With its long, sun-filled days and warm temperatures, one of the great pleasures of late summer is the pepper and tomato explosion ignited in the garden. Both are members of the sun-loving nightshade family, as are other favorites—potatoes, chiles and eggplants among them. In case you’re wondering, that’s the same family that claims more infamous brethren as well: tobacco and deadly nightshade. Though the edible nightshades contain the same alkaloid compounds that render their cousins toxic, in the amounts we regularly consume, peppers, tomatoes, potatoes and eggplants (any nightshades we find in the farm share) are entirely safe. And considering the beneficial nutrients they contain, these beauties are healthy choices on an August dinner plate. Our favorite red ones are loaded with dietary fiber, potassium, A, B and C vitamins, and antioxidant lycopene, known for its heart health and cancer fighting properties.
It’s tough to imagine life in the kitchen without the assistance of peppers and tomatoes. These cousins are the building blocks to a wealth of culinary possibility from across the globe. Roasted, grilled, stir-fried or raw. Stuffed or not. In salads, crostini, tacos, curries and tagines. Paired with cheeses, corn, rice and whole grains, beans, olives and their oil, green herbs of all sorts, vinegar, lemon and nightshade relatives.
Among our favorite approaches is to fire up the oven on a cool evening—or the grill on a scorcher—and roast up a batch of pepper strips. The heat concentrates the flavors and creates a moist, supple texture beneath the skins. Add a few tomatoes for sweetness and acidity and chopped herbs and olives for flavor. For the simplest supper, spread a layer of creamy fresh ricotta or goat cheese over toasted bread and top with a spoonful of the fragrant scarlet mix (juice and all) plus a squeeze of lemon and a sprinkling of salt. Or on a lazy day, simply scoop the mixture, gluten-free, from the bowl, stirring a casual dollop of cheese right in. This is summer eating at its best, simple and fresh, yet loaded with flavor—all thanks to an abundance of nightshades. The less shady ones.
Oh, and though we love our nightshades, one bit of advice, if you’ve ever noticed a greenish layer under the skin of a potato, peel it off. That green flesh contains alkaloids which though they won’t harm us in such small amounts, do pose the possibility of a stomach ache we’d rather avoid. It’s always best to store potatoes in a dark, cool environment that discourages alkaloid production and sprouting.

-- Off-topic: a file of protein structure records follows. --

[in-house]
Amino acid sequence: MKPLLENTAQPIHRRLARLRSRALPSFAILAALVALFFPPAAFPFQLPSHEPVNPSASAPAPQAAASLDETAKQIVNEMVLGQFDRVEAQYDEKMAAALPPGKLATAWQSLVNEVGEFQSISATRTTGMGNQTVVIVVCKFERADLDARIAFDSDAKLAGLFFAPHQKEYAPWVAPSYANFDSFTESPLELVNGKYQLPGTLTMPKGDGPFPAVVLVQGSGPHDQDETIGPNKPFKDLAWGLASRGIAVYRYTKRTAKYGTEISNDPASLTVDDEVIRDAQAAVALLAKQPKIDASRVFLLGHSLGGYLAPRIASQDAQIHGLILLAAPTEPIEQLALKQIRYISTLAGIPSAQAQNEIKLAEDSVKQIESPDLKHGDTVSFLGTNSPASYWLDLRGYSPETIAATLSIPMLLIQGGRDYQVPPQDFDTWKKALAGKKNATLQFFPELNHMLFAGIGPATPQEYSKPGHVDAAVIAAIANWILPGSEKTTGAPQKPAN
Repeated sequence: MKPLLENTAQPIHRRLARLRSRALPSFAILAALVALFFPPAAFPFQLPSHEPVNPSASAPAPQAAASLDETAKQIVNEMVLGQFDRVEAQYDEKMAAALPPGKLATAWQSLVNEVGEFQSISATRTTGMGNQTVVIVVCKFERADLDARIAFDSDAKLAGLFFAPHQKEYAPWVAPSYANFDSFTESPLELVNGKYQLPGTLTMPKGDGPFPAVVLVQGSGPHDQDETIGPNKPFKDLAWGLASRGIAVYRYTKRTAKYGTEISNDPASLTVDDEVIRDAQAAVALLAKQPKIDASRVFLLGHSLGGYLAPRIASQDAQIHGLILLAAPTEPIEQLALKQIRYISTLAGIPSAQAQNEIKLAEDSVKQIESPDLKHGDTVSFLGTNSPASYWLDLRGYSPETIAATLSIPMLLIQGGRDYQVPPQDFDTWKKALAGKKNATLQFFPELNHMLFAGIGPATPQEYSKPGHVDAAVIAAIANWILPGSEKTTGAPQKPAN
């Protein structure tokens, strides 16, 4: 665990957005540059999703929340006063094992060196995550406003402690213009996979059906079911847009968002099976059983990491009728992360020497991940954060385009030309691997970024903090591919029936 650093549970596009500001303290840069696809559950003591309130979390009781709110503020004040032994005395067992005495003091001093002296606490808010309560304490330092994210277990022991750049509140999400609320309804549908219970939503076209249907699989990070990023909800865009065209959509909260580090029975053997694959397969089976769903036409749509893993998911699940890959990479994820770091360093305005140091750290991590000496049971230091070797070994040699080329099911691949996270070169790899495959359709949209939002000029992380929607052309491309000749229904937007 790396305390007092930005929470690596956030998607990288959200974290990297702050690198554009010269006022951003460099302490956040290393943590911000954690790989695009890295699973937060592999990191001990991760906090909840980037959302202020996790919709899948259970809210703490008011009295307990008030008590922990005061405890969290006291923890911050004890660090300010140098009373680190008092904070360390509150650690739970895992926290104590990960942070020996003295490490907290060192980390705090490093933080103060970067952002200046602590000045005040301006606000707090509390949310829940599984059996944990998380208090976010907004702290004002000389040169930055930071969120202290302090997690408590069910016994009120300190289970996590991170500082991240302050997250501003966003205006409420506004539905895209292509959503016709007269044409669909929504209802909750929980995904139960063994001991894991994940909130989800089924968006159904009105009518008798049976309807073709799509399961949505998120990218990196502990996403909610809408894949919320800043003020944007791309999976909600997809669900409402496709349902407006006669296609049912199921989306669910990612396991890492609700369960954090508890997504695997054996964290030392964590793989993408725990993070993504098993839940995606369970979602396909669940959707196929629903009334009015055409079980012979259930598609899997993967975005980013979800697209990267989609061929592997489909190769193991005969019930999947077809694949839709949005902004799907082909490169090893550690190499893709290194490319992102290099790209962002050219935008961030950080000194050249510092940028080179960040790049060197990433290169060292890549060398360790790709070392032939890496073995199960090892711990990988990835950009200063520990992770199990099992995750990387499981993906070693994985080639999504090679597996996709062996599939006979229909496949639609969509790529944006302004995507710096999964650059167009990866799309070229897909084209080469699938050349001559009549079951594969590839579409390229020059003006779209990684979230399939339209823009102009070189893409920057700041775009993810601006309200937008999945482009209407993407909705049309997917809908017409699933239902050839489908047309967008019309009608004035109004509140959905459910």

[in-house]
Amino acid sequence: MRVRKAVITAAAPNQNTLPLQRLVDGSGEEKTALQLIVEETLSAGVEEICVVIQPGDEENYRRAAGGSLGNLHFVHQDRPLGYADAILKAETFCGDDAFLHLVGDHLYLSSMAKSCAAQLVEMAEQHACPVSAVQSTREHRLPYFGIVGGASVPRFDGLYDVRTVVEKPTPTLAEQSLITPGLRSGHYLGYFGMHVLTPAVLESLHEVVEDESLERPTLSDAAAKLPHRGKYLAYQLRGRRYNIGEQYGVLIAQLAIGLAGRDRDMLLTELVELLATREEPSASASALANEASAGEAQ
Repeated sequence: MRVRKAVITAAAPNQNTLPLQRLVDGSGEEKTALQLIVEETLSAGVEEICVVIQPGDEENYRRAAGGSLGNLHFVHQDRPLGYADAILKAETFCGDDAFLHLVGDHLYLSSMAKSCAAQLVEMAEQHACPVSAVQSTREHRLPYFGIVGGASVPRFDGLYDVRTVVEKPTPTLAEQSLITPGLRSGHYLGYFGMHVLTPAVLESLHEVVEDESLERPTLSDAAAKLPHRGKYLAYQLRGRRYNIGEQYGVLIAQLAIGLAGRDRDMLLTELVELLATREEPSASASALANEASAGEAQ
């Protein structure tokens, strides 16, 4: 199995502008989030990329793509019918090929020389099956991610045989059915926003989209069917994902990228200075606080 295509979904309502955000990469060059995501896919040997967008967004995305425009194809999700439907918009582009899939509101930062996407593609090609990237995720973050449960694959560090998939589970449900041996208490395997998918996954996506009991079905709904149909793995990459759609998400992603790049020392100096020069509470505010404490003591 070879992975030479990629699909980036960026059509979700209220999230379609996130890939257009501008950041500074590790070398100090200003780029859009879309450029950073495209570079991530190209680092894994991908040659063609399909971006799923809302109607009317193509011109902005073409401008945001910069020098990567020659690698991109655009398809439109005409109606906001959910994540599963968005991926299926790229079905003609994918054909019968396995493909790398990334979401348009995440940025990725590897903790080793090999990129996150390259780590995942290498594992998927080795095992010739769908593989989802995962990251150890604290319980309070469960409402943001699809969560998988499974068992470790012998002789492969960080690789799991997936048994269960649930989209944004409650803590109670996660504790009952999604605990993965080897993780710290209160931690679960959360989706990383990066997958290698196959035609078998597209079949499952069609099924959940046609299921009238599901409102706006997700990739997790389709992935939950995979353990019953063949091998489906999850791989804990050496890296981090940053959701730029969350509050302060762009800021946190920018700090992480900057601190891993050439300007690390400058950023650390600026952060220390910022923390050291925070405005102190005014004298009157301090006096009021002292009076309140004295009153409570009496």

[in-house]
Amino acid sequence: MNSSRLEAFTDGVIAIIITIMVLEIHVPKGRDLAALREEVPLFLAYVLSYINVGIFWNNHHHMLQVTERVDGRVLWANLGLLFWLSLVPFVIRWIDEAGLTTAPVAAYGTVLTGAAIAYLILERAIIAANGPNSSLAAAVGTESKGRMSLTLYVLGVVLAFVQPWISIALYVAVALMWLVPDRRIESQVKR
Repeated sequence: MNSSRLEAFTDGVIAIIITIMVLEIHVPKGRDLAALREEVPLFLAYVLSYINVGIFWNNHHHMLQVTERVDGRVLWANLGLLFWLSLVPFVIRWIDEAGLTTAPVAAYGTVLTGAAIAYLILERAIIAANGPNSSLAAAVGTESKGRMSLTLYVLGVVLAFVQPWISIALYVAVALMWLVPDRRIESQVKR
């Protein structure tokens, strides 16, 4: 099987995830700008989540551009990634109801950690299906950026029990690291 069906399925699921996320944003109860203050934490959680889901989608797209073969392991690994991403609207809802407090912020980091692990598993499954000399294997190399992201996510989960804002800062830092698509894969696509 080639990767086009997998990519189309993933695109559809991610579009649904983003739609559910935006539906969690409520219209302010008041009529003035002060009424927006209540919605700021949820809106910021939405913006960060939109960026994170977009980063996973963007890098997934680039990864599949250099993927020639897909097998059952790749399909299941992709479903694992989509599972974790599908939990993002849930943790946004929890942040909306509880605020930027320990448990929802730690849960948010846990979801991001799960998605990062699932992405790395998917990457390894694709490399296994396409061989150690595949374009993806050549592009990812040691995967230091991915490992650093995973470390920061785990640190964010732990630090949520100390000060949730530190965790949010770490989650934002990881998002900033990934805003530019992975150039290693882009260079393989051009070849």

Roasted Pepper and Tomato Crostini with Herbs, Olives and Fresh Ricotta
adapted from Local Flavors, by Deborah Madison
Serves 4 as a main course, 6 to 8 as an appetizer
- 3 large red or orange bell peppers, cored and cut into quarters
- olive oil
- 3/4 pint cherry tomatoes, stems removed
- 1 tablespoon dried oregano
- 12 to 15 pitted kalamata olives
- 1 tablespoon capers, rinsed
- 4 cloves garlic, pressed
- salt and freshly ground pepper
- 1/2 teaspoon fresh lemon zest
- fresh lemon juice
- a handful or two of chopped basil or other fresh herbs
- crusty bread such as Italian baguette, pugliese or ciabatta
- fresh ricotta cheese
- Preheat the oven to 400 degrees. Coat peppers lightly with olive oil and place, skin side down, on a rimmed baking sheet. Roast until flesh is soft and skins are charred in places, about 20 to 30 minutes. Place in a medium sized bowl, cover and set aside for 15 or more minutes. Peel peppers and roughly chop into one inch or so pieces.
- Place peppers into a medium casserole dish, along with tomatoes, oregano, olives, capers, garlic, 1/4 teaspoon salt and a large pinch of pepper. Stir ingredients, adding two tablespoons olive oil to lightly coat the mixture.
- Cover with a lid or aluminum foil and place into the oven for 30 minutes, or until tomatoes are very soft. Remove from the oven and press lightly on tomatoes with a spatula so that they release their juices. Allow the mixture to cool until it is nearly room temperature.
- Stir in lemon zest and a generous squeeze of juice to taste, plus the chopped herbs and more salt and pepper as needed.
- Slice bread and toast. To serve, spread each slice with a generous amount of ricotta then top with roasted pepper mixture.
- Stir homemade or store bought basil pesto into the mixture, instead of fresh herbs.
- Use goat cheese instead of ricotta.
- Roast eggplant along with the peppers then cube and add to the casserole dish with the tomatoes.
- Leave out the capers and oregano and substitute cilantro for the basil, then top with crumbled feta instead of spreading ricotta on the bread.
- Toss the mixture with cooked pasta and fresh spinach or arugula, or stir into cooled, cooked rice or other whole grains.
- Add a drained can of white beans just before serving.
- Use as a sauce over fish or chicken.